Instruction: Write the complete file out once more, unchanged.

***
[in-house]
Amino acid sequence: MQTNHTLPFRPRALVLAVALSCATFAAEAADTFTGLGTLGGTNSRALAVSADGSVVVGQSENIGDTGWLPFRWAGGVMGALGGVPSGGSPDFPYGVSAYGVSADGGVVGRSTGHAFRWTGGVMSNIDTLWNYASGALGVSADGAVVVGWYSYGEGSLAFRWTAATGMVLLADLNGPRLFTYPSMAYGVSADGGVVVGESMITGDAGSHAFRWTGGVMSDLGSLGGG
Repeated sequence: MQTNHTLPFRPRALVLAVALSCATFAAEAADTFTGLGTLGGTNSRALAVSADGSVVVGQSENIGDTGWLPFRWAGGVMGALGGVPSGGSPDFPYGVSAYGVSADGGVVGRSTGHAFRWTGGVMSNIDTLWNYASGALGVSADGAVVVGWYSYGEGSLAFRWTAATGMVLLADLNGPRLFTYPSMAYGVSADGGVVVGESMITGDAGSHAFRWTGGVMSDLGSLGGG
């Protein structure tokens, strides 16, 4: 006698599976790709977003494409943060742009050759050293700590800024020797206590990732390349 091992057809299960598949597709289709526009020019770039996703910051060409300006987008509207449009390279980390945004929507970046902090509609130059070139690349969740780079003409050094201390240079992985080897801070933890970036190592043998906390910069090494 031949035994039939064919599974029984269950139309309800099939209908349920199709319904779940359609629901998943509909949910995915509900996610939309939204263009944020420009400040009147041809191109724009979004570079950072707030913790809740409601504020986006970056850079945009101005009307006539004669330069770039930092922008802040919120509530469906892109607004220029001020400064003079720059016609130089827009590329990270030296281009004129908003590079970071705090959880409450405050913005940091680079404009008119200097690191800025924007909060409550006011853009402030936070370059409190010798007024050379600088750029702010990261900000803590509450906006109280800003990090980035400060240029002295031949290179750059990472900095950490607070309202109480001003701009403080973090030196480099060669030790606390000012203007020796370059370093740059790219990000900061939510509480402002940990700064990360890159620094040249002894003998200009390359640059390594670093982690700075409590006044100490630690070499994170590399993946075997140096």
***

[in-house]
Amino acid sequence: MQTNHTLPFRPRALVLAVALSCATFAAEAADTFTGLGTLGGTNSRALAVSADGSVVVGQSENIGDTGWLPFRWAGGVMGALGGVPSGGSPDFPYGVSAYGVSADGGVVGRSTGHAFRWTGGVMSNIDTLWNYASGALGVSADGAVVVGWYSYGEGSLAFRWTAATGMVLLADLNGPRLFTYPSMAYGVSADGGVVVGESMITGDAGSHAFRWTGGVMSDLGSLGGG
Repeated sequence: MQTNHTLPFRPRALVLAVALSCATFAAEAADTFTGLGTLGGTNSRALAVSADGSVVVGQSENIGDTGWLPFRWAGGVMGALGGVPSGGSPDFPYGVSAYGVSADGGVVGRSTGHAFRWTGGVMSNIDTLWNYASGALGVSADGAVVVGWYSYGEGSLAFRWTAATGMVLLADLNGPRLFTYPSMAYGVSADGGVVVGESMITGDAGSHAFRWTGGVMSDLGSLGGG
């Protein structure tokens, strides 16, 4: 006698599976790709977003494409943060742009050759050293700590800024020797206590990732390349 091992057809299960598949597709289709526009020019770039996703910051060409300006987008509207449009390279980390945004929507970046902090509609130059070139690349969740780079003409050094201390240079992985080897801070933890970036190592043998906390910069090494 031949035994039939064919599974029984269950139309309800099939209908349920199709319904779940359609629901998943509909949910995915509900996610939309939204263009944020420009400040009147041809191109724009979004570079950072707030913790809740409601504020986006970056850079945009101005009307006539004669330069770039930092922008802040919120509530469906892109607004220029001020400064003079720059016609130089827009590329990270030296281009004129908003590079970071705090959880409450405050913005940091680079404009008119200097690191800025924007909060409550006011853009402030936070370059409190010798007024050379600088750029702010990261900000803590509450906006109280800003990090980035400060240029002295031949290179750059990472900095950490607070309202109480001003701009403080973090030196480099060669030790606390000012203007020796370059370093740059790219990000900061939510509480402002940990700064990360890159620094040249002894003998200009390359640059390594670093982690700075409590006044100490630690070499994170590399993946075997140096």